Clued In

“The tangible attributes of a product or service have far less influence on consumer preference than the unconscious sensory and emotional elements derived from the total experience.” 

-Lou Carbone

Lou Carbone has been a leader in the field of experience management for decades. He first started writing about the importance of clues for building experience management systems in 1994, when he co-authored an article with Steve Haeckel, then the chair of the Marketing Science Institute and later the author of The Adaptive Enterprise. In their earlier article together, they introduced the concept of clues as the fundamental building blocks of experiences, regardless of whether the clues are the result of an experience design effort or not. Lou later wrote Clued In to share a holistic and rigorous approach to spotting and managing clues, while raising the clue consciousness of your organization to create a more customer-driven culture and capabilities for continuous improvement.

In his book, Lou introduces a powerful vocabulary that can be used to elevate your customer insights efforts and to engage your organization at multiple levels (i.e., leadership, managers, and frontline employees). To start, he introduces the distinction between functional clues, which are how people evaluate the specific features of your products and services in more rational terms, and mechanic and humanic clues, which have more influence over your customers’ emotions and unconscious feelings about themselves as they interact with your brand. Mechanic clues are ways of describing your customers’ sensory experiences and how this makes them feel, such as the sights, sounds and smells when they walk into and through your store, or the taste of samples that you provide to them. Humanic clues relate to how customers feel interacting with other people during their customer journey, whether your employees or other customers. Your ability to change a premium for your brand and to encourage brand advocacy among your most loyal customers is much more influenced by mechanic and humanic clues than functional clues.

Beyond providing a way to describe clues, Lou also introduces the concepts of an “emotional motif” and the “brand canyon.” An emotional motif is the few words that best describe what customers feel about themselves and the emotions you want to reinforce across the moments that matter in the customer journey, which is not to be confused with how they feel about your brand (note that you can also create a complementary emotional motif for your employees). While a brand is influenced by the cumulative set of experiences a customer has with you over the journey, your brand is typically described in terms of how customers feel about the brand rather than how they feel about themselves interacting with the brand. This is a very important nuance. The brand canyon is the gap between what customers feel during the customer journey and the brand promise. The clues you gather along the customer journey allow you to assess the congruence of the customer experience with the brand promise, i.e., how big is the brand canyon.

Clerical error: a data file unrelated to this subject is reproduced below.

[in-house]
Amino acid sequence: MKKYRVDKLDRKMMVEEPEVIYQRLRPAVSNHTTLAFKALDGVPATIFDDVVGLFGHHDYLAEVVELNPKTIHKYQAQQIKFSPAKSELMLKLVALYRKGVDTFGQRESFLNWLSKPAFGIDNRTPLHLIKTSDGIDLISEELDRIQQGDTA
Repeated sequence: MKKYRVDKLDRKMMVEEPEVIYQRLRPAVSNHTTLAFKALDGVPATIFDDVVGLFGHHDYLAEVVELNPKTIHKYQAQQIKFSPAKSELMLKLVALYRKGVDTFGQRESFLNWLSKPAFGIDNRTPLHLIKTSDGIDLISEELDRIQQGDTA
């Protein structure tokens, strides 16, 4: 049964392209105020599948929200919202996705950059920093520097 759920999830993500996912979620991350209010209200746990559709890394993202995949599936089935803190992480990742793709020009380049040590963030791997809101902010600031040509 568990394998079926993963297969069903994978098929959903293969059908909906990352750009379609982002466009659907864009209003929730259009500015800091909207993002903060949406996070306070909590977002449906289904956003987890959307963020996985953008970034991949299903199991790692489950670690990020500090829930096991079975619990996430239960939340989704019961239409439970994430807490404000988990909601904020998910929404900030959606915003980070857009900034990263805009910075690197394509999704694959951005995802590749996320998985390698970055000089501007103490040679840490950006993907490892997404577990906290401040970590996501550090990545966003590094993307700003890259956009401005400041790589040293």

Lou’s approach to experience management also highlights the benefits of focusing on driving a stronger emotional connection over reducing costs associated with a negative customer experience. It’s not enough to appreciate that cutting costs in ways that impact the customer experience can have significant, unintended consequences. It’s also important to get beyond merely focusing on closed loop feedback to reduce pain points on the customer journey, to also systematically building insights and designing experiences that deliver on your emotional motif. This delivers far more enterprise value than cost reduction alone. Lou helps companies to reframe value creation from short term opportunities in areas such as pricing, promotions, store design, or launching an ecommerce site, to a broader value equation tied to how we want customers to feel about themselves along the customer journey. This also allows you to connect your customer experience strategy more strongly to your brand strategy, building deeper insights into your customers' unconscious thoughts and feelings.

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